On the economy

Yes, we are in a sweetie pie economy, but the market is oversold. When the crash begins, margins will dump, causing panic and selloff. The tariff of today is only a small indication of what can happen. Even the good solid, dividend-paying monarchs will not stop the downfall.

When that happens, I will be ready to jump in. Reports of closing stores and restraints of big players is just one indication. Inflation is killing farmers and big business. There is no end to wage rates. Everyone wants more and will vote for more to keep up their spending habits as the money tree dies. Depression will cure the racial problem we have, so we are in the same boat, except the thought of the freebee crowd, not knowing how to survive could become an army of criminals. If you were brought up by old-school rules, you will be fine.

P.S. This will happen in my lifetime. Even if I plan to live to 150 years, yes scratch 10, I will survive. I would appreciate opinions.

— Darryl Ehlers, Lynden


Seaport seafarers 

We in northwest Washington are certainly blessed with two oil refineries, Alcoa Aluminum and other industry at Cherry Point. These are a key links for our economy, commerce, and employment for so many, both locally and abroad.  

What many do not see, behind the scene, is the immense shipping industry by sea in and out of our sea ports. The oil tankers and freighters are run by crews from the nations around the globe. These people are indispensable and valuable, hard-working seafarers, or mariners, as they are called. They leave home and family for up to 6-10 months to make a better life for their families.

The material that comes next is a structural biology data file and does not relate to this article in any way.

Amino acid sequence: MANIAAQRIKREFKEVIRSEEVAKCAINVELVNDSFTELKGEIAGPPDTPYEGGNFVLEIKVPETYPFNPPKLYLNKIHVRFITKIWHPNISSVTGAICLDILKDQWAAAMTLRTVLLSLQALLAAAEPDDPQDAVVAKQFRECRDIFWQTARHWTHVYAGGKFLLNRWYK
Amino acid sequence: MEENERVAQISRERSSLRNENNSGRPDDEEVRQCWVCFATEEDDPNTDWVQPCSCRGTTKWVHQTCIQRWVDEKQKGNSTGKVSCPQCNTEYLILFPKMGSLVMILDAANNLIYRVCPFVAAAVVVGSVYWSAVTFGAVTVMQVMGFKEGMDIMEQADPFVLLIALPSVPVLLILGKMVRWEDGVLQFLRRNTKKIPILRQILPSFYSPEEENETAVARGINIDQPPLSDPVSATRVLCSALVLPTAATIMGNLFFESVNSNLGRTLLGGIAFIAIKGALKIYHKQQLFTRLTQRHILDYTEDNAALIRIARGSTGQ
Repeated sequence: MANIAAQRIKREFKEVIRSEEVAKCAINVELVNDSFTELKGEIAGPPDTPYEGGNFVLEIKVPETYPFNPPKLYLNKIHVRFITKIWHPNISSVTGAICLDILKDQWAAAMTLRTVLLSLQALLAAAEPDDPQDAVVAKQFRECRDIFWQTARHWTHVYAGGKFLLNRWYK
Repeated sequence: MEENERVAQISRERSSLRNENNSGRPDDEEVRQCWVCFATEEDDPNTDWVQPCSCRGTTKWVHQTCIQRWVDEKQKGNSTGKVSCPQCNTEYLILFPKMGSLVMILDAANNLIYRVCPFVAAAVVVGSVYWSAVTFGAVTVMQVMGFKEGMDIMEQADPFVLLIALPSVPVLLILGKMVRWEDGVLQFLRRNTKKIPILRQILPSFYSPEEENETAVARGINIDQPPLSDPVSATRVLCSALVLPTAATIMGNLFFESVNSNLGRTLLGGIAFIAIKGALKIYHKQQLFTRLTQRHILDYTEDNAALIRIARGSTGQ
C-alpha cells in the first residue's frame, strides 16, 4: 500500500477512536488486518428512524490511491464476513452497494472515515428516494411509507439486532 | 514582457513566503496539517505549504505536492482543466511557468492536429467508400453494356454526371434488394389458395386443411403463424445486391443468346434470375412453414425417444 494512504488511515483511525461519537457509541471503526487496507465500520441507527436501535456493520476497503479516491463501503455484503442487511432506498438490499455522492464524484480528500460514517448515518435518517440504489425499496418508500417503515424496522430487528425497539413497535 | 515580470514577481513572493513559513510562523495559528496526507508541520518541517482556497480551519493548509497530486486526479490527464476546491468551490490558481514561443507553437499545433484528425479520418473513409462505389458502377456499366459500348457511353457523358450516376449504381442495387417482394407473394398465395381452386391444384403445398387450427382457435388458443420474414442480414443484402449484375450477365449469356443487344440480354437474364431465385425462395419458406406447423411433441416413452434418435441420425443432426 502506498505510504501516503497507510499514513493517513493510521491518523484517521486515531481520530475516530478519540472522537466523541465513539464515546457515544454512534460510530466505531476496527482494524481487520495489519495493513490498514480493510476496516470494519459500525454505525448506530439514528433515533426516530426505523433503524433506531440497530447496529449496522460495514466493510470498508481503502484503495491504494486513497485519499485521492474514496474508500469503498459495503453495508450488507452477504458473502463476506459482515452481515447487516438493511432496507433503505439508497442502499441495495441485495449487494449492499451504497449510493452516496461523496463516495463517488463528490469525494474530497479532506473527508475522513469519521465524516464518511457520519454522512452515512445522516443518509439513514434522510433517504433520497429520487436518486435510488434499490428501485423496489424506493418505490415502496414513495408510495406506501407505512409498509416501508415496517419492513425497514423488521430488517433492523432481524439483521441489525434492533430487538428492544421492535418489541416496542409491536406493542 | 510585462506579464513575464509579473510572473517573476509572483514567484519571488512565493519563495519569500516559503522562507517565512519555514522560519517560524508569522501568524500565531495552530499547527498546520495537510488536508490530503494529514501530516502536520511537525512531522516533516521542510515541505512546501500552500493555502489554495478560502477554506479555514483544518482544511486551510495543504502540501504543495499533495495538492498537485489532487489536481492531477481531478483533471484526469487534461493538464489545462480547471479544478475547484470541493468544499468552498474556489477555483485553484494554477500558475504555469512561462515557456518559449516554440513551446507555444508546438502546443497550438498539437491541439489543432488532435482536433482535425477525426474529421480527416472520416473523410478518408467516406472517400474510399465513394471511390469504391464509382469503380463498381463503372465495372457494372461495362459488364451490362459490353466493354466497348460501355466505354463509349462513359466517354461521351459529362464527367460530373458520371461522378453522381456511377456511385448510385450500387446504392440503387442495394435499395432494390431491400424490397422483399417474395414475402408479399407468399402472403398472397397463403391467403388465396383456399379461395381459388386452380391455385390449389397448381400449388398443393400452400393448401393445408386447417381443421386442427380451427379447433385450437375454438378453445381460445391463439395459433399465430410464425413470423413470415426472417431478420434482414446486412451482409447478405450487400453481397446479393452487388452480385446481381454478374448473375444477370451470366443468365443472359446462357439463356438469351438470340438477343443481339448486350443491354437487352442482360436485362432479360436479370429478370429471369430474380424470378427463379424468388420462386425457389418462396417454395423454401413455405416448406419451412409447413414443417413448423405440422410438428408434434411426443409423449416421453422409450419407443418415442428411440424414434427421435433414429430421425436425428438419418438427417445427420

These seafarers are often lonely and homesick. Many cannot get out to shore for three reasons: no time, no passes, or being detained. We see ships from which no one gets to shore because of issues  between countries.

This is why it is so important that a chaplain and volunteers visit the crews to make a difference and to listen to their stories, to provide encouragement, love and hope, which are often very well received. 

Here is a story that just happened and is still unfolding. A ship with aluminum ore with 19 crew came from Australia. It took a month to come here. It took another three days to clear for shore leave for those with passes. On  the big blue sea for a month there was no phone connection, only email. Now in port, the smart phones work. How good to see family and catch up with the latest, in color.

It was my privilege to take a load of seafarers to the mall. A service of worSHIP and fellow-SHIP on board is scheduled for all who want to come. These are the “...ships” much needed.

What we need are your prayers, for seafarers and their faraway families, for care and support. For more, contact me as chaplain at cell 561-351-1239 or email pastorvanhemert@gmail.com.

— John Van Hemert, Lynden


On Kathy Kershner and climate change 

I  am a Bellingham resident who had the pleasure of visiting Lynden for the first time during the Raspberry Festival. By chance I stumbled upon the Whatcom Republicans booth and found myself in an engaging conversation with County Council candidate Kathy Kershner.

I asked her how she would help workers at Cherry Point and farmers whose livelihoods respond to climate change. Unfortunately, Kathy responded that she does not believe the planet is warming or that climate change poses a threat to the workers and children of Lynden. It is disappointing that she is choosing to overlook the reality that we must take climate change seriously. 

A leader is not afraid to acknowledge and discuss the problem with civility. A leader advocates for the children and workers in their community by having a reasoned and sensible dialogue on real issues that face their constituents.

Kathy Kershner, please act like a leader and don’t cower in the face of climate change by pretending the problem does not exist. The workers and children in your community deserve better.

— Alec Howard, Bellingham